Rey immediately connected on a high impact DDT on Jimmy, only for Jimmy to flip things instantly with a superkick. Jey popped Rey into the air, which allowed him to Hurricanrana Jimmy out of the ring, but Jey regained control by hitting a springboarding Rey with a superkick, followed by a top rope splash. But the combination that has won a lot of matches for both Jey and The Usos combined only garnered a two count.

Dominik battled Jey on the apron and went face-first into the apron for his troubles. Rey utilized the chaos to set Jimmy up for the 619, and connected, then took Jey out with a running kick to the outside. But a frog splash to Jimmy went horribly awry as he got his knees up.

A double superkick to Rey, followed by a splash by Jey, and that was all she wrote.

What’s next: Dominik Mysterio resorting to cheating to try to help his dad win on SmackDown in recent weeks is a topic that needs to be explored more deeply, and perhaps mentorship over tag team matches is the way to go. The Usos will likely see their fate connected to Roman Reigns’ moving forward.

Alexa Bliss def. Eva Marie

Any match that has a hiatus featuring a wrestler slapping an inanimate doll is not going to follow the script of a standard wrestling match. That goes double for when that same doll is utilized to slap an opponent, as was the case with Eva Marie when she attacked Alexa Bliss with Lilly, setting Bliss off into a flurry of aggression.

Bliss launched into Twisted Bliss from the top rope, but missed Eva Marie, who twice got a two-count in the aftermath. That fed directly into the ending of the match, as Eva Marie argued with the referee and Bliss used that confusion to connect on a DDT for the victory.

Doudrop, Eva Marie’s increasingly frustrated support system, smiled at the result, and then requested a microphone. “And the loser of this match is Eva Marie!” shouted Doudrop, before donning Eva Marie’s entrance robe and sashaying away.

What’s next: Bliss will do spooky things, opposite a different foil. Perhaps Doudrop can finally pull herself away from Eva Marie, and maybe even shake that silly name.

Drew McIntyre def. Jinder Mahal

Drew McIntyre defeating Jinder Mahal appeared to be the most obvious outcome of the night heading into SummerSlam, and the outcome did not disappoint in that regard.

An early flurry seemed to set McIntyre up for a Claymore and a quick win, but Mahal slid out of the ring. An overhead belly to belly on the outside was still a better fate than a Claymore. Upon the action returning to the ring, Mahal dropped to his knees and begged McIntyre for mercy, crying out, “You used to be my brother. You don’t have to do this.”

The delay allowed Mahal enough time to counter a Future Shock DDT into a high kick, and for a brief moment, Mahal gained control and grounded McIntyre down for a little while. But the moment McIntyre fought out, he nailed a future shock DDT, followed immediately by a Claymore, and that was all for Mahal.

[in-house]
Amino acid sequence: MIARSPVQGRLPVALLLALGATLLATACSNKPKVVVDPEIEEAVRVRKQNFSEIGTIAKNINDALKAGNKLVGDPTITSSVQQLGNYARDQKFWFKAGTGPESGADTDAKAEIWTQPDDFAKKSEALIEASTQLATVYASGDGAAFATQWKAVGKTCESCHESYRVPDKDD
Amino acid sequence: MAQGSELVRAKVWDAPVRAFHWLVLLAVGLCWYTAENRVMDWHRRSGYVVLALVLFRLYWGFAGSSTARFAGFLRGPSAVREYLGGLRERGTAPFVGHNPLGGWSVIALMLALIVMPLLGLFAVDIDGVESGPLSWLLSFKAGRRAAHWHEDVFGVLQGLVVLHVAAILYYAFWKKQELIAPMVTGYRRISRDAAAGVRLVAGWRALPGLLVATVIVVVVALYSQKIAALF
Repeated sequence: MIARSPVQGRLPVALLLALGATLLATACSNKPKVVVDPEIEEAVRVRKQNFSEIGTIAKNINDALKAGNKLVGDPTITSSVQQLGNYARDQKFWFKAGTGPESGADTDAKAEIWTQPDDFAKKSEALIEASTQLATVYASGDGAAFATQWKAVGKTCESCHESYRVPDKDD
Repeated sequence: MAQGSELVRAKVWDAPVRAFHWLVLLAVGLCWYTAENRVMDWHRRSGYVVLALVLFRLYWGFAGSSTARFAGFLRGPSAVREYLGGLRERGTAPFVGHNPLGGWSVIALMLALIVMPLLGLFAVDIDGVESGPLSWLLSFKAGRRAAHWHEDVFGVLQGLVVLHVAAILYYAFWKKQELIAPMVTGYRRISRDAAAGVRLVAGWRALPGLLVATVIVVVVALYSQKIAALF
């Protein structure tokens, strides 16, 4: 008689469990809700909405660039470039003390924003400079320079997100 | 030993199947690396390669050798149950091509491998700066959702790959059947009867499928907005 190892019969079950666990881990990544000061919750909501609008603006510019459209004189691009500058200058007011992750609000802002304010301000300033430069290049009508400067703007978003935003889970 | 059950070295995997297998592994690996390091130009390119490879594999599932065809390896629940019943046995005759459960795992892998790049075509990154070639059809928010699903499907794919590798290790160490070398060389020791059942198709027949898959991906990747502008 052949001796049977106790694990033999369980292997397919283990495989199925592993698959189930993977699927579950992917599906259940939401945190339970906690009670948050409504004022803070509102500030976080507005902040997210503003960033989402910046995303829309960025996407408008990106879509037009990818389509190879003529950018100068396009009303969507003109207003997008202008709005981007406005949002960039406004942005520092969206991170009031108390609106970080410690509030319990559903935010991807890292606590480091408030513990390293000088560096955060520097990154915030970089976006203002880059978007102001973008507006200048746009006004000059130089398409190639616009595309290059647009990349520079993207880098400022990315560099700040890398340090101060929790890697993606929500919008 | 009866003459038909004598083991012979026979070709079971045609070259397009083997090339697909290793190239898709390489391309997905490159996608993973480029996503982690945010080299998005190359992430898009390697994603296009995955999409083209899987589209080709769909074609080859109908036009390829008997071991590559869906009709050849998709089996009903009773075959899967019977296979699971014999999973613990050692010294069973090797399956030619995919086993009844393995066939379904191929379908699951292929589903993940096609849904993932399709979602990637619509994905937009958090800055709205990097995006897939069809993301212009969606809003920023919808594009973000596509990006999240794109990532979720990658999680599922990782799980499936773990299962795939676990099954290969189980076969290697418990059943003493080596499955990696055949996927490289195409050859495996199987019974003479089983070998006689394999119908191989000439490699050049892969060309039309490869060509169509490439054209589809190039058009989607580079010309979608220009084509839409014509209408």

Mahal’s lackeys, banned from ringside for the match, entered the ring to help their leader and act menacingly towards McIntyre. That lasted mere seconds before McIntyre retrieved his sword and seemingly threatened to mortally wound his enemies with it, sending them scrambling.

What’s next: McIntyre needs something meaty to dig his teeth into, but nothing really seems to be on the table on the Raw side of things. Perhaps a shift to SmackDown in the near future would be the right way forward — especially if he can renew tensions with Roman Reigns.

Big E def. Baron Corbin

Outside of John Cena’s recent return, and Roman Reigns’ domination during his Universal championship reign, Baron Corbin’s work over the last few months as a broke, spiraling mess has been one of the best ongoing stories in WWE.

That desperation took another turn on SmackDown in recent weeks as he stole Big E’s Money in the Bank briefcase off of a merchandise table backstage, right in front of Big E’s face. Naturally, that was the setup for Saturday’s SummerSlam kickoff show match between the two.

Corbin controlled a surprisingly long stretch of the match, considering his recent woes, before Big E took over late and wrapped up the victory over Corbin with a Big Ending.

What’s next: With Corbin subdued, Big E naturally reclaimed his briefcase. He has the ability to cash in at any time, and it couldn’t get much bigger than closing out SummerSlam with a post-match cash-in. And while that’s always on the table at a major event, it’s likelier that WWE will play the long game. Provided both Reigns and Bobby Lashley leave Las Vegas with their titles intact, Big E seems just as likely to chase Lashley as he is Reigns.

As for Corbin, we’ll see how low his spiral can continue to go.